That said, there are a few basic guidelines anyone with a potential workers’ compensation claim in North Carolina should know.
The North Carolina Workers’ Compensation Act does not cover all injuries at work. There are specific basic requirements the injured workers should know.
What Employers are Required to Have Workers Compensation Coverage?
In North Carolina, an employer that regularly employs three (3) or more employees must have workers’ compensation insurance to cover their employees. However, the law exempts certain employers from carrying workers’ compensation insurance, such as certain agricultural operations and “casual employment.”
Our experienced attorneys can review the facts of a case to determine if an employer has to carry workers’ compensation coverage for its employees, and therefore a claim can be filed.
Which Employees are Covered by Workers’ Compensation Law in North Carolina?
If an employer is required to carry workers’ compensation insurance coverage for its employees, all employees are usually covered, including temporary staffing agencies and part-time employees. Under certain situations, an employee may not be covered, such as when an employee is a domestic servant, not working for a company or seasonal farmworkers. Also, Federal Employees are covered by a Federal workers’ compensation law and do not have a claim under North Carolina Workers’ Compensation law.
If you are uncertain whether you are eligible to file a workers’ compensation claim, you should consult an experienced attorney to review your situation.
What Types of Injuries Does Workers’ Compensation Cover?
The North Carolina Workers’ Compensation Act covers certain types of injuries, and hurting yourself at work does not mean you have a valid claim. Common accidents resulting in workers’ compensation claims include:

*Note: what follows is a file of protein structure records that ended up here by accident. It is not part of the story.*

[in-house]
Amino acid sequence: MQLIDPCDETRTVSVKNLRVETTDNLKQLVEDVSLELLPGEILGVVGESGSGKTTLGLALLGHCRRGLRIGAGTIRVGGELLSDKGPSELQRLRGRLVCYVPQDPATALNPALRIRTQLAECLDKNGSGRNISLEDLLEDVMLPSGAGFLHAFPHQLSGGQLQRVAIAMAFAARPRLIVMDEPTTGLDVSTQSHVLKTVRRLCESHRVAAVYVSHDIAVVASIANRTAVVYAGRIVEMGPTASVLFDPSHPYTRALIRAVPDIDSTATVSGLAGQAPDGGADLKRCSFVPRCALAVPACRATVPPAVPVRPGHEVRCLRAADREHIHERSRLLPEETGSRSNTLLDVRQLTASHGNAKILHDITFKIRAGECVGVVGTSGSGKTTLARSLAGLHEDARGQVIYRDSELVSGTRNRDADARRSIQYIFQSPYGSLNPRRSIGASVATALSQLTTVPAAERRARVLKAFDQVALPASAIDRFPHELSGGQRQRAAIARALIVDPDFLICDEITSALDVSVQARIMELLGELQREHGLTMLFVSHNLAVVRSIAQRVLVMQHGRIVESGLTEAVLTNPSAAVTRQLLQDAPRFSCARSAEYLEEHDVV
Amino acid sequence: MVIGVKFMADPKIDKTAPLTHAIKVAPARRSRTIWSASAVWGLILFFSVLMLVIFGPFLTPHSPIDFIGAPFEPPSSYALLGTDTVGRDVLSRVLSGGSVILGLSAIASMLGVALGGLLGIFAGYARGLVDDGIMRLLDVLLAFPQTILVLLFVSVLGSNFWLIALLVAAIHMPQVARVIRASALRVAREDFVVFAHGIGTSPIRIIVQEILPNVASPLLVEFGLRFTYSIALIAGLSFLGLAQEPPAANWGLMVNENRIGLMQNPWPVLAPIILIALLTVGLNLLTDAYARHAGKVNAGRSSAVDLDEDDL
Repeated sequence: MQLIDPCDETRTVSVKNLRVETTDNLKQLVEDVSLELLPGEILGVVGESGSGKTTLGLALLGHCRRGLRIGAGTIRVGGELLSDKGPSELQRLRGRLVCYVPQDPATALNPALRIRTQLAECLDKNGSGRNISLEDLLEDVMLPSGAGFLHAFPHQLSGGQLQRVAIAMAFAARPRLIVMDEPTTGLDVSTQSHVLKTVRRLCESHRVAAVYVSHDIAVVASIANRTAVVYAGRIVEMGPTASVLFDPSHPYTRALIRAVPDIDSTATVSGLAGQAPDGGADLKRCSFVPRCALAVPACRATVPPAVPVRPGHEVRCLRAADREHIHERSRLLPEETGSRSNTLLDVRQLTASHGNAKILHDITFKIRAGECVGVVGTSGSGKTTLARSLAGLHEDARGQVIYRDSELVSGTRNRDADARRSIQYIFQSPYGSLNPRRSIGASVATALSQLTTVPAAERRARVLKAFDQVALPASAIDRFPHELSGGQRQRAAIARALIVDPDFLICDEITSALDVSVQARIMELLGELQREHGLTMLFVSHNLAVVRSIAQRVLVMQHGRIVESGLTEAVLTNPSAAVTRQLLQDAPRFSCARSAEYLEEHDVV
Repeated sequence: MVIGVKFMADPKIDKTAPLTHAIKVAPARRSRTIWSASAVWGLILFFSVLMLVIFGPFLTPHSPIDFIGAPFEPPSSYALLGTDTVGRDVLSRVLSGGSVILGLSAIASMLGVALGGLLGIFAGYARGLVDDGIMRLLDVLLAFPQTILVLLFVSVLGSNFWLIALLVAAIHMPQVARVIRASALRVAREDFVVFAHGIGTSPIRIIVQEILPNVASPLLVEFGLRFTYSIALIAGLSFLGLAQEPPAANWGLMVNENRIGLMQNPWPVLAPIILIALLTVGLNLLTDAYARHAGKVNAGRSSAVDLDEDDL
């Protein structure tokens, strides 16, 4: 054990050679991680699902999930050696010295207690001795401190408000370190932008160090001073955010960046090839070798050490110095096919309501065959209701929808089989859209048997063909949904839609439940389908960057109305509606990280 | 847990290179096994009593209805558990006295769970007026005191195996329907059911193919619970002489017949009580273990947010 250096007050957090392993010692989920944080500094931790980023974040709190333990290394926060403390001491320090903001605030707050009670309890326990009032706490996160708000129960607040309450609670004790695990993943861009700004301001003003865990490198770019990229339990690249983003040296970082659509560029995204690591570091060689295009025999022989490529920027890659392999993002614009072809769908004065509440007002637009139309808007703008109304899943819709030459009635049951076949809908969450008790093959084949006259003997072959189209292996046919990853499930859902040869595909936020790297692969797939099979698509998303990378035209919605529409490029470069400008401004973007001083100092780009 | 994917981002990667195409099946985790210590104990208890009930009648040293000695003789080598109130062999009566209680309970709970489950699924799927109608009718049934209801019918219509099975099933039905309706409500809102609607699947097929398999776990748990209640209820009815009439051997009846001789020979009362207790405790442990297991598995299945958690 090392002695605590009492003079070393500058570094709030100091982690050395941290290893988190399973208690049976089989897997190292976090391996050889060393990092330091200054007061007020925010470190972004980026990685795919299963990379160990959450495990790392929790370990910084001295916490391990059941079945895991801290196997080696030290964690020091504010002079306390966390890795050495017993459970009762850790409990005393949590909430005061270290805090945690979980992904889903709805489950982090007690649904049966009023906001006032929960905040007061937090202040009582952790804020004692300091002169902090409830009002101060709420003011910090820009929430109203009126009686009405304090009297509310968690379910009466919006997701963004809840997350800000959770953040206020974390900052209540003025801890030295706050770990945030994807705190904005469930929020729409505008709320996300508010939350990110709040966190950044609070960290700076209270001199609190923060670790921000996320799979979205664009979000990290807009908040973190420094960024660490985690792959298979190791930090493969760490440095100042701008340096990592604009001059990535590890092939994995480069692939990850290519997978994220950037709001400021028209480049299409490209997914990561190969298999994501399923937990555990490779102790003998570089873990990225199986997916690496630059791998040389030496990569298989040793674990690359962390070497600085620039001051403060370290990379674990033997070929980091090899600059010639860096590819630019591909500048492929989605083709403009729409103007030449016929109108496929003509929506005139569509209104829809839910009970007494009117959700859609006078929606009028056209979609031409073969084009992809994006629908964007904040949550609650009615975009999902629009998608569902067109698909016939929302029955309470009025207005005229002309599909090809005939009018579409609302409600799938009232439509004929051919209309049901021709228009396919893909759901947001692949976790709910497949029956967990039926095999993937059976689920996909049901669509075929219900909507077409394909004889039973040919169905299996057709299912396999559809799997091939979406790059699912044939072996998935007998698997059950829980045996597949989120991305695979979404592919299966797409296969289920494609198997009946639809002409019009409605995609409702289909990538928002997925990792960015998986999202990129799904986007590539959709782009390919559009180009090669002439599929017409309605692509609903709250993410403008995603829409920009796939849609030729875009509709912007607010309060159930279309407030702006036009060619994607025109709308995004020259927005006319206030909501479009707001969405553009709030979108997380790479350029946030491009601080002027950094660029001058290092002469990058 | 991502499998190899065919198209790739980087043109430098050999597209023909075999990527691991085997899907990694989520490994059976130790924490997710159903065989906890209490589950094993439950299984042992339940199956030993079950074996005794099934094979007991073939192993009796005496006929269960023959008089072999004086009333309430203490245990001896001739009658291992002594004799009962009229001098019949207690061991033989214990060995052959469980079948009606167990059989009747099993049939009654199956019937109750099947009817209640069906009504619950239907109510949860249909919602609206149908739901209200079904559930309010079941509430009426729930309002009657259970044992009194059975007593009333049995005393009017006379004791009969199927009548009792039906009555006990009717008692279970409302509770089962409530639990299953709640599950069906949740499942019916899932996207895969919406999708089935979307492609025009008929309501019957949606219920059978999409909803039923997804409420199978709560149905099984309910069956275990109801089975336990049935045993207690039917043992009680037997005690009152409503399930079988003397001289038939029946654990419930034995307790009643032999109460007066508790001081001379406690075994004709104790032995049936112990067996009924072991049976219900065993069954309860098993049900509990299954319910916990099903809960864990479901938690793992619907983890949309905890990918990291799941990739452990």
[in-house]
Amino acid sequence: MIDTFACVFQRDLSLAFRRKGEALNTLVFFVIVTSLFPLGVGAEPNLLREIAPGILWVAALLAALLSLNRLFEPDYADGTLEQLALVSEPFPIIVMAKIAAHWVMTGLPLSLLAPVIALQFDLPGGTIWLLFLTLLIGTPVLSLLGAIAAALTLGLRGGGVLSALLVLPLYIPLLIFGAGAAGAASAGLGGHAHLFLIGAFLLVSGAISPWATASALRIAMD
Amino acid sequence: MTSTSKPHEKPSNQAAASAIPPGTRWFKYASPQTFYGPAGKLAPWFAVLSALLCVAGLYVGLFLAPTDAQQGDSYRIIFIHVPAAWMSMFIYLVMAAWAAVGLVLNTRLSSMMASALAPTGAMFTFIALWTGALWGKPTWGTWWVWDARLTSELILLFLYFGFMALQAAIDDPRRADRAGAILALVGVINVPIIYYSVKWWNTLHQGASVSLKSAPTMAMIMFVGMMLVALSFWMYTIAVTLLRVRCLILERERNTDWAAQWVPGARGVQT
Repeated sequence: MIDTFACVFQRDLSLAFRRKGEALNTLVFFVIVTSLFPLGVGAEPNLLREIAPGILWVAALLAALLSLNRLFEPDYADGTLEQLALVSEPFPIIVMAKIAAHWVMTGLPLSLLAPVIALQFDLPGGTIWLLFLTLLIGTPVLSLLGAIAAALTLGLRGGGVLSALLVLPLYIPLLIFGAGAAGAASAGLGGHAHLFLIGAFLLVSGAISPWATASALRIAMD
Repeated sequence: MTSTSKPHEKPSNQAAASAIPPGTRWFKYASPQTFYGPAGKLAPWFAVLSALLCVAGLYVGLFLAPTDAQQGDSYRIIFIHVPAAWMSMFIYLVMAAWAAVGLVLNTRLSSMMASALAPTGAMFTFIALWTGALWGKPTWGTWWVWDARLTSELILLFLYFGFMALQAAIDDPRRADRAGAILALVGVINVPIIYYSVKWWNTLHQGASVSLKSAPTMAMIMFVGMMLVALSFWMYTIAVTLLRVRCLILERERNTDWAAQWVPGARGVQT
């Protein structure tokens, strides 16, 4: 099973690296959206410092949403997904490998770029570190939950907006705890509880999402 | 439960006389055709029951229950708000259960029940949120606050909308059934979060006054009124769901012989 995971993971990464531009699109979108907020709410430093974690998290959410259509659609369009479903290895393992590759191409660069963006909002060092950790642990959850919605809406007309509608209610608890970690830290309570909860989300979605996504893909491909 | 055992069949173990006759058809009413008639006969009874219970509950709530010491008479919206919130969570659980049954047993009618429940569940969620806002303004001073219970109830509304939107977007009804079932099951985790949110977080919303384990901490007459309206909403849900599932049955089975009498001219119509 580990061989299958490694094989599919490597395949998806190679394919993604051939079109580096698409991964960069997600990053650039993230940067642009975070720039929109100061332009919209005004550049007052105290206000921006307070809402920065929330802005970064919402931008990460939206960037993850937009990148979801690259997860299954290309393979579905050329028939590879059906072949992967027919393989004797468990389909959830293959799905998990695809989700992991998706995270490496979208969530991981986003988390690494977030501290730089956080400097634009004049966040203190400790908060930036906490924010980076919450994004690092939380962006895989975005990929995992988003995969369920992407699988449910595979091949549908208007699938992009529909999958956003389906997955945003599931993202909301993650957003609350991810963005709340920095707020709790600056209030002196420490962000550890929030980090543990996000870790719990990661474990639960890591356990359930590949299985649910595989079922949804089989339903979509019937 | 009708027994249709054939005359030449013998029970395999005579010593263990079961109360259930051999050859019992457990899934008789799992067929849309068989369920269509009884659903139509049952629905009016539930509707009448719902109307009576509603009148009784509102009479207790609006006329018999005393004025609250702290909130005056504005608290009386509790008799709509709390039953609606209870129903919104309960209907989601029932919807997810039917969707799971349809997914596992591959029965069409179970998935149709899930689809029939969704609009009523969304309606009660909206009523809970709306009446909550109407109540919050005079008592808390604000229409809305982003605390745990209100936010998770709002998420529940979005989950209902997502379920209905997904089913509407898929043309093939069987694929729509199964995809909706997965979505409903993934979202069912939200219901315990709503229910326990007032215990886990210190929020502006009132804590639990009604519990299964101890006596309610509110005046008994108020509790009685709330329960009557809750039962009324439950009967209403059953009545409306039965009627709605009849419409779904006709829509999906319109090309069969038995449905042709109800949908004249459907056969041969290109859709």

- Falls from ladders or tall heights
- Slip and fall injuries
- Injuries due to machine malfunctions
- Being struck by an object
Injuries to the back or neck are treated a bit differently under North Carolina law. To have a claim, employees must show that the injury resulted from a specific traumatic incident, such as lifting something very heavy.
Timeline to File a Workers Compensation Claim in North Carolina
If you are hurt at work, you should notify your employer as soon as possible and comply with whatever reporting requirements they have, such as completing a written report. Not telling an employer about an injury could also jeopardize your claim.
If you feel you have a workers’ compensation claim, you should file the claim promptly. There is a form called Form 18, which you should file with the North Carolina Industrial Commission, the government agency that oversees workers’ compensation claims. Even if you notified your employer promptly or your supervisor witnessed your accident, you should still file a claim. An employer should provide the employee with Form 18, but never assume your employer or the insurance company will do so. Many employers do not know how to address workers’ compensation claims, and an injured worker should always make sure their claim is being processed.
In North Carolina, you have 30 days to file a claim for your injury, and your claim may be denied for failure to do so. If you are in Charlotte, Hickory, Greenville, North Carolina, or Rock Hill or Columbia, South Carolina, the attorneys at The Law Offices of Jason E. Taylor can help you with properly filing a North Carolina workers’ compensation claim. We’ll ensure your claim gets the attention it deserves from the workers’ compensation insurance company.
Representatives at our firm are on call 24/7 to assist you. We will help you set up a free, no-obligation quote. Let us supply you with the guidance and expert representation you need.